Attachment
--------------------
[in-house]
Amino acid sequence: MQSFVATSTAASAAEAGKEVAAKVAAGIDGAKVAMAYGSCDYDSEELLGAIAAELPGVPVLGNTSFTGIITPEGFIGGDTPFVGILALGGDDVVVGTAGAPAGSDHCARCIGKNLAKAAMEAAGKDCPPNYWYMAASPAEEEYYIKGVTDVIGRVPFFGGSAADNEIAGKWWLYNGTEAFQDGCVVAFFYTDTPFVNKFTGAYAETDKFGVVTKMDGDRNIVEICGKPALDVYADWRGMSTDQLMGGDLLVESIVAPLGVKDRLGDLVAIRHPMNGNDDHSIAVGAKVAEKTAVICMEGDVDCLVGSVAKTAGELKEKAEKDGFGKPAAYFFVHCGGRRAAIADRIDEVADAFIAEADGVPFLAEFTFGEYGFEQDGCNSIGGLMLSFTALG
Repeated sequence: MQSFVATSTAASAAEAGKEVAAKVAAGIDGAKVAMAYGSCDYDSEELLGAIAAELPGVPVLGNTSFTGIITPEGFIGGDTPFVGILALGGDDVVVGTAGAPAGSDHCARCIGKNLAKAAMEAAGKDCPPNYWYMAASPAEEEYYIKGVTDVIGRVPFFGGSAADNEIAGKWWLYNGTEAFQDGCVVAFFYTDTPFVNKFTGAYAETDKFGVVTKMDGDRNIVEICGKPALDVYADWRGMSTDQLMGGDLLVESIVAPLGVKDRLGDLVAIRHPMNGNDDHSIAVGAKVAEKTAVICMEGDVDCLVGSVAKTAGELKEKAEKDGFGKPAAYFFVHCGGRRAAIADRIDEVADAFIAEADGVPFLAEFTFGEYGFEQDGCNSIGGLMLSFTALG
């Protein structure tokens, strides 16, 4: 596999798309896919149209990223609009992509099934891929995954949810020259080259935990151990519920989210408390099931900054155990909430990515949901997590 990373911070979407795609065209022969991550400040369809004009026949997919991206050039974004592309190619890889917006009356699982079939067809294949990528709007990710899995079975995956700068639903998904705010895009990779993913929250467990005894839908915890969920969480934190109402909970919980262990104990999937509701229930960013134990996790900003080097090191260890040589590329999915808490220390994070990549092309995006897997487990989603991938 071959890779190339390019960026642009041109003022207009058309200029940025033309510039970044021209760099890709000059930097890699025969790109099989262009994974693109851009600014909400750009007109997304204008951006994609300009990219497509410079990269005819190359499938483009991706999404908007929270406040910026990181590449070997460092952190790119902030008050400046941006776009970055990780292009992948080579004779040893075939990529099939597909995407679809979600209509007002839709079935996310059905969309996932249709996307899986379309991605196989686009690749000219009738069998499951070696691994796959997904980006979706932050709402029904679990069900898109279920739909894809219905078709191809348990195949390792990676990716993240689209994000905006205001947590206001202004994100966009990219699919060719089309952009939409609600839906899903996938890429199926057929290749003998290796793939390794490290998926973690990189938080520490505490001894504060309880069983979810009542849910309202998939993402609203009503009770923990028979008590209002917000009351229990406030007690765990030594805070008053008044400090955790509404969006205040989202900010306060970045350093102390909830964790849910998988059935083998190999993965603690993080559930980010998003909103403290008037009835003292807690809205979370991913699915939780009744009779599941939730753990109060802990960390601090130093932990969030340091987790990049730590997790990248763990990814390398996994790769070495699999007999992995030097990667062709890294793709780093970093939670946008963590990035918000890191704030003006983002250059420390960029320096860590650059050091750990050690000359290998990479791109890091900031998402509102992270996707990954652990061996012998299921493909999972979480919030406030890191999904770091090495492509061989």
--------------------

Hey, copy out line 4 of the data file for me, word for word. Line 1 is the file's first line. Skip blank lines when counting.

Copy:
């Protein structure tokens, strides 16, 4: 596999798309896919149209990223609009992509099934891929995954949810020259080259935990151990519920989210408390099931900054155990909430990515949901997590 990373911070979407795609065209022969991550400040369809004009026949997919991206050039974004592309190619890889917006009356699982079939067809294949990528709007990710899995079975995956700068639903998904705010895009990779993913929250467990005894839908915890969920969480934190109402909970919980262990104990999937509701229930960013134990996790900003080097090191260890040589590329999915808490220390994070990549092309995006897997487990989603991938 071959890779190339390019960026642009041109003022207009058309200029940025033309510039970044021209760099890709000059930097890699025969790109099989262009994974693109851009600014909400750009007109997304204008951006994609300009990219497509410079990269005819190359499938483009991706999404908007929270406040910026990181590449070997460092952190790119902030008050400046941006776009970055990780292009992948080579004779040893075939990529099939597909995407679809979600209509007002839709079935996310059905969309996932249709996307899986379309991605196989686009690749000219009738069998499951070696691994796959997904980006979706932050709402029904679990069900898109279920739909894809219905078709191809348990195949390792990676990716993240689209994000905006205001947590206001202004994100966009990219699919060719089309952009939409609600839906899903996938890429199926057929290749003998290796793939390794490290998926973690990189938080520490505490001894504060309880069983979810009542849910309202998939993402609203009503009770923990028979008590209002917000009351229990406030007690765990030594805070008053008044400090955790509404969006205040989202900010306060970045350093102390909830964790849910998988059935083998190999993965603690993080559930980010998003909103403290008037009835003292807690809205979370991913699915939780009744009779599941939730753990109060802990960390601090130093932990969030340091987790990049730590997790990248763990990814390398996994790769070495699999007999992995030097990667062709890294793709780093970093939670946008963590990035918000890191704030003006983002250059420390960029320096860590650059050091750990050690000359290998990479791109890091900031998402509102992270996707990954652990061996012998299921493909999972979480919030406030890191999904770091090495492509061989």